Vital Signs

The Enigmatic Professor Strauss, Part II

One can safely claim that Leo Strauss was an enigmatic man, since he prided himself on being enigmatic.  He raised the art of double-talk to the dignity of a requisite for any serious philosophizing: For him, it took stupidity or insignificance for a (self-proclaimed) philosopher to be able to afford to write or speak in a clear, straightforward way; a true philosophical truth, he believed, is a hidden truth.  Whatever the reason for this rather quixotic postulation, it has one merit: It warns us never to take Strauss’s words at face value.  Understanding him amounts to understanding not what he says, but what he doesn’t say—not his words, but what he hides behind his words.  Since obfuscation is of the essence, debunking is as well.  The exercise would seem futile (after all, if he doesn’t want to be understood, why not leave him alone?) but for the fact that, in the highest places of American society, Strauss’s name seems to be an open sesame for power and influence.  Strauss wrote with a purpose, but he obviously meant to address only a chosen audience able to read between the lines.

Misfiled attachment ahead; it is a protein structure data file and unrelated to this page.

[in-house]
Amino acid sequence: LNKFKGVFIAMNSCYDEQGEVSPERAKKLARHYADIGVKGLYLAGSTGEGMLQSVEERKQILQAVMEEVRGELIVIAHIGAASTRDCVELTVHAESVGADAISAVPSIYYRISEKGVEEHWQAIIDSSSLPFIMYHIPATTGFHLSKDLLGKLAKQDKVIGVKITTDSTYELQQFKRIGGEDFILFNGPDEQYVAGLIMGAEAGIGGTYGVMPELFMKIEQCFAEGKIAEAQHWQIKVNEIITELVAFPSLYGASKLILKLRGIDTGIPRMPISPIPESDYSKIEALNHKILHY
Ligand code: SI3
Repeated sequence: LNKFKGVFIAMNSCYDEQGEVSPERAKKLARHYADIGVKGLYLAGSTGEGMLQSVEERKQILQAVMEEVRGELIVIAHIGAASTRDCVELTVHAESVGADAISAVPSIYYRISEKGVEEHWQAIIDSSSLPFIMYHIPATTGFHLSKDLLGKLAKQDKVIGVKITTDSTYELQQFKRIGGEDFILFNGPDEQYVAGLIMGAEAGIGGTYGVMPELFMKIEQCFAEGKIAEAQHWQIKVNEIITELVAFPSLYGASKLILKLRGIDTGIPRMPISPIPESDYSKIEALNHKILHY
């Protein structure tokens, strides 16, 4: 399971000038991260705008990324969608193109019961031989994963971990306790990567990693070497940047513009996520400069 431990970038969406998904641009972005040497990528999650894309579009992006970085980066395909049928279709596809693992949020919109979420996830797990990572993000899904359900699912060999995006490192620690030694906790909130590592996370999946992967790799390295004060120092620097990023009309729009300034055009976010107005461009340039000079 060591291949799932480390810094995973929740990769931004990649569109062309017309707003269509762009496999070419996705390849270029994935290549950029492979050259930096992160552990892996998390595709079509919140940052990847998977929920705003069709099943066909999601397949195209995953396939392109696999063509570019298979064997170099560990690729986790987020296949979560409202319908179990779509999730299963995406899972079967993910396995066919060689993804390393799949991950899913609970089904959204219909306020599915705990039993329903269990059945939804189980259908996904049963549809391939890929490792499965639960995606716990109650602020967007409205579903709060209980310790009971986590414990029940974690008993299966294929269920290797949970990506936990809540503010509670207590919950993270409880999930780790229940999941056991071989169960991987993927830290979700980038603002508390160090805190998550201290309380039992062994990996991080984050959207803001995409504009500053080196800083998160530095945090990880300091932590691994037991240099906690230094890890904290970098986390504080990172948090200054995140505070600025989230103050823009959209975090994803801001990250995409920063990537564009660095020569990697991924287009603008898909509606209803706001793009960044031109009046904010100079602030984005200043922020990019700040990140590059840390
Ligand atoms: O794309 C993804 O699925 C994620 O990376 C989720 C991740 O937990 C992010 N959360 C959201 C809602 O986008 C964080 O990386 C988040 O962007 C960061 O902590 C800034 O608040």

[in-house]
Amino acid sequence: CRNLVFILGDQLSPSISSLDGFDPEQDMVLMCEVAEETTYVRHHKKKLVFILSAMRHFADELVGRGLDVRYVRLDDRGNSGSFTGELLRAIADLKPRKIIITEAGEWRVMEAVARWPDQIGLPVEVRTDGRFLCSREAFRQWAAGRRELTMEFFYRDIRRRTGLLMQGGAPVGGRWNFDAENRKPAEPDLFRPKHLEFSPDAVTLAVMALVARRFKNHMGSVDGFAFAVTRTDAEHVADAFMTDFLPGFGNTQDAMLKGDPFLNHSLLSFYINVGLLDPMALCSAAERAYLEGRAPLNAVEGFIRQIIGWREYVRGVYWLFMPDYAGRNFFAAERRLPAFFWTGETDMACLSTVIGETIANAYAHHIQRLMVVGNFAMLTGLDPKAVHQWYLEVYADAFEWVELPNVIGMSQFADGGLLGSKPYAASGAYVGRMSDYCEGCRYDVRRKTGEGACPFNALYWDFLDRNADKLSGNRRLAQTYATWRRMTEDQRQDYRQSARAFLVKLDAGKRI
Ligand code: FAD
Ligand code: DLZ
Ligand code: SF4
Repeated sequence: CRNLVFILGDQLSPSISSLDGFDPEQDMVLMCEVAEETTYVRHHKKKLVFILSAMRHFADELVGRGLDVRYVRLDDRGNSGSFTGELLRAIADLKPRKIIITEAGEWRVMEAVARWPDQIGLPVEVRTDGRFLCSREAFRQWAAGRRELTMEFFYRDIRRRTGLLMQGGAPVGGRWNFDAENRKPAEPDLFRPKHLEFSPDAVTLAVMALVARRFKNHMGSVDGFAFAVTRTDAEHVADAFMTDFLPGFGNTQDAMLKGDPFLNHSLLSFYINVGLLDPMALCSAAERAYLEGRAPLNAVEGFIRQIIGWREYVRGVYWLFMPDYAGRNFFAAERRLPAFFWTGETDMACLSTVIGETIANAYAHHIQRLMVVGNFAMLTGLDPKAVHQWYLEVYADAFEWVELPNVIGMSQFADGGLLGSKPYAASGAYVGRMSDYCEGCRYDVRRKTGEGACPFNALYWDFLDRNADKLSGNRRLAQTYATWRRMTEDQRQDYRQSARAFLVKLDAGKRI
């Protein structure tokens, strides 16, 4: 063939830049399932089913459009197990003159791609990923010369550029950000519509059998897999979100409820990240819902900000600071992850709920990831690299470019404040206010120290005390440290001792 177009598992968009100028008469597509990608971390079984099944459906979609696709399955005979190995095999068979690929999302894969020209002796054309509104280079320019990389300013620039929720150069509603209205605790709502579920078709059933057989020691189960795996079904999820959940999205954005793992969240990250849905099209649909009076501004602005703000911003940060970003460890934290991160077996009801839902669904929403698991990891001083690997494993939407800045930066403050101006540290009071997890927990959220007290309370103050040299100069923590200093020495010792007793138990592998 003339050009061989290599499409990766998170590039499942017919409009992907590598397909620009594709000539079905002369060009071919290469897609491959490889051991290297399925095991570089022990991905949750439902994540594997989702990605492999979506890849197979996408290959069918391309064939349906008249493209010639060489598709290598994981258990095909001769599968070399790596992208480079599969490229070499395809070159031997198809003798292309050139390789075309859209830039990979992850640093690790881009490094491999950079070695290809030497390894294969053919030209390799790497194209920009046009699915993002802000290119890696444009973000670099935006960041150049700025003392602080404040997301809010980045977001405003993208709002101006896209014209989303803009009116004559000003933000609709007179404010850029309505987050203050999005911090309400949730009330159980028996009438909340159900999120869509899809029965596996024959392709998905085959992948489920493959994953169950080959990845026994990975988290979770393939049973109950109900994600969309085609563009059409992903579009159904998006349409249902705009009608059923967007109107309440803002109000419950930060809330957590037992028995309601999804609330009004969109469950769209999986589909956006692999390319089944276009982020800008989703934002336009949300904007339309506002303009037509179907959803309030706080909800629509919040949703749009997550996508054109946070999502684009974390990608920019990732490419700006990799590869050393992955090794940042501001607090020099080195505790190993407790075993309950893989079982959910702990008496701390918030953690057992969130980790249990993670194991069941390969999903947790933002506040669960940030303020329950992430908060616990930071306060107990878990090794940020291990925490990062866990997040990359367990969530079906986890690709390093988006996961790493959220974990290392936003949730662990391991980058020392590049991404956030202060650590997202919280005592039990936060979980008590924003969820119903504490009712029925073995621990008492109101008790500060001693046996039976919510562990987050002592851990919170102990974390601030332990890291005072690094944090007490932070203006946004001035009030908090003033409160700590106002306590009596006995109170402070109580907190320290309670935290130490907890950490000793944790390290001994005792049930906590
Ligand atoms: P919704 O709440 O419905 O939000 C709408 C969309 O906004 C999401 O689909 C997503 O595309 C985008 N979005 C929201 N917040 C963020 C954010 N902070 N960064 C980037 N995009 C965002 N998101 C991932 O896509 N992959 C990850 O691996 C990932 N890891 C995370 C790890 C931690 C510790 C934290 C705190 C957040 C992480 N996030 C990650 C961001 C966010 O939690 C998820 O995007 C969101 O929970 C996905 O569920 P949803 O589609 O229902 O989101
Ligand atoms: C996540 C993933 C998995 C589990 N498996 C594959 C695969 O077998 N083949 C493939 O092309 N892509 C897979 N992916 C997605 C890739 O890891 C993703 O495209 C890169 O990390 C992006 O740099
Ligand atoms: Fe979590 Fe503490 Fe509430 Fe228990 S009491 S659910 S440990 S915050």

It could be argued that something at least is quite clear as well as provocative: Strauss is no friend to what he calls modernity; he seems to side clearly with the conservatives, fleeing modernity so far that only with classical Greek philosophy does he find his real bearings.  I don’t...

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